By MADDIE di MUCCIO
ISSUES SUCH as Black Lives Matter, LGBTQ rights, multiculturalism, feminism, indigenous culture, identity politics and environmental stewardship have gained places in our public schools. But where does such activism fit in classrooms and government-mandated curriculums?
One of the more contentious discussions among students training to be teachers at Canadian universities is whether to include social justice issues in the classroom. There’s an enthusiasm among some prospective teachers to make politics part of the public school day. Encouraged by university faculty, subtexts of anti-pipeline activism, anti-Israeli “apartheid,” anti-homophobia and other pet issues are finding their way into students’ practicum assignments.
Several recent lawsuits have been filed by teachers in the U.S. who claim to have been fired because they introduced social justice teaching into their classrooms. Children as young as eight are being taught “the truth” about Christopher Columbus discovering the New World, and are writing letters to inmates on death row. When school administration steps in to question a deviation from the approved curriculum, they’re challenged with lawsuits and public recrimination over curbs to free speech. In one case last year, a transgender Oregon teacher was awarded $60,000 because colleagues didn’t address the teacher with the proper gender pronouns.
Many parents wonder why schools don’t simply focus on learning the fundamental course material. This is especially frustrating when a child struggles with the basics of math but is exceptionally well versed on the politics surrounding the World Bank and the International Monetary Fund.
What isn’t discussed are the potential effects on the mental health of children in school as the result of social progressivism. Students from a very early age are being fed a steady stream of environmental disaster information . Some struggle from anxiety associated with an irrational fear of impending catastrophe. Recently, the Ontario government launched doomsday-style TV ads featuring children facing the slow destruction of the Earth if they don’t act on climate change now.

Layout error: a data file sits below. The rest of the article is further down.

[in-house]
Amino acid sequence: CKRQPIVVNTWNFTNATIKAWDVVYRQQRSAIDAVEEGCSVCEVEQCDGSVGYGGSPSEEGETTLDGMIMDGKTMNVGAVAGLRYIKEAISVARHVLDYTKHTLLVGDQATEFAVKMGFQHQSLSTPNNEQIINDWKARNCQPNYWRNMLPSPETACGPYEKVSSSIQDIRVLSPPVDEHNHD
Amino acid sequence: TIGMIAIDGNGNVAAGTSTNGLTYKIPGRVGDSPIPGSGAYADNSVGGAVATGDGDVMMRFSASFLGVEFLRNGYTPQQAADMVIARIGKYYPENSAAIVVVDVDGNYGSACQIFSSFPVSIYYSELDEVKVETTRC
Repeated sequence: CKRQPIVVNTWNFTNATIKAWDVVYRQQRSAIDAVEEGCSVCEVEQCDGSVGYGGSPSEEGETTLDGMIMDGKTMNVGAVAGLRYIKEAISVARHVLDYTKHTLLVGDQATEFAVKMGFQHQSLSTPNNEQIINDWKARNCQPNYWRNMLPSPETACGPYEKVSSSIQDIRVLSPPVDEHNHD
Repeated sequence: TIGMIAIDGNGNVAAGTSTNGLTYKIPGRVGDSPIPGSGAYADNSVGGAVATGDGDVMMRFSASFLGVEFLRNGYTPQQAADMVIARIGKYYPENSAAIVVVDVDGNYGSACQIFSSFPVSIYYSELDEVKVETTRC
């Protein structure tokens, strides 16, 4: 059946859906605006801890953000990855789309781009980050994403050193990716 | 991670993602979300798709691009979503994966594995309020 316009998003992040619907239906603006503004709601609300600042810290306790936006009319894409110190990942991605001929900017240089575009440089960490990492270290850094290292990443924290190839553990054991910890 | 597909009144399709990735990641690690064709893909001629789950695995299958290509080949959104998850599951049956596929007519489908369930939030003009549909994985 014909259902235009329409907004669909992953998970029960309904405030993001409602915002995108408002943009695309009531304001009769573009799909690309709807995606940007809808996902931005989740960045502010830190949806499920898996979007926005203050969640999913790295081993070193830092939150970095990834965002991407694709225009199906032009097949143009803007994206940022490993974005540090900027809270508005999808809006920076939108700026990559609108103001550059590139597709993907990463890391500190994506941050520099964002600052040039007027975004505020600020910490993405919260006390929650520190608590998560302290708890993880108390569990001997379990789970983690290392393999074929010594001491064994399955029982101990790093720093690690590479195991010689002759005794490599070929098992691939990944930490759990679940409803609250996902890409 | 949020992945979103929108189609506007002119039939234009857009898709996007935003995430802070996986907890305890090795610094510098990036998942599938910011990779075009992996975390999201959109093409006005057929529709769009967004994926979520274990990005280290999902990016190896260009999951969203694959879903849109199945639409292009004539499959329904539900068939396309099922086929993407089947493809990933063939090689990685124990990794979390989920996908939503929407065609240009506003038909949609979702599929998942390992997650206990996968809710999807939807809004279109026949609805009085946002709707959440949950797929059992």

Activist ‘teachers’ are no longer teaching children how to think, but what to think. Is that what we want for our children?
In fact, children today have much less to worry about than their parents did. On average, today’s Canadian children will live longer than their parents; and with crime rates dropping, better food production and advances in health care, they’ll not endure the hardships their grandparents did.
Nevertheless, many children believe they live in very dangerous times.
Government agendas have huge impact on public school curriculums. Environmental activism and climate change have been given elevated places. The topics are covered throughout all the grade levels and many subjects. For example, climate change forms part of the Grade 9 Geography course material and is included as a unit in Grade 10 Science, where it receives equal billing with chemistry, physics and biology.
Similarly, in an ever-changing curriculum, many Ontario school boards have chosen to replace Grade 11 Shakespeare with indigenous literature to reflect a more “modern curriculum.”
Assignments focus on defending progressive issues of social justice promoted by the media and government.
And in a time when feverish news on American President Donald Trump fills almost every hour, it’s not uncommon for teachers to show their political leanings and vent their frustrations in class.
Learning once emphasized the three Rs – reading, writing and arithmetic – for a reason. They’re the fundamentals of a good education. The public school system’s mandate is to provide children with the tools needed to think.
But it seems taxpayers are funding schools that are moving away from teaching children how to think, instead teaching them what to think.
Is that what we want for our children?
Maddie Di Muccio is a former town councillor in Newmarket, Ont., and former columnist with the Toronto Sun. Often appearing on talk radio and TV, she focuses on educational and political reform.
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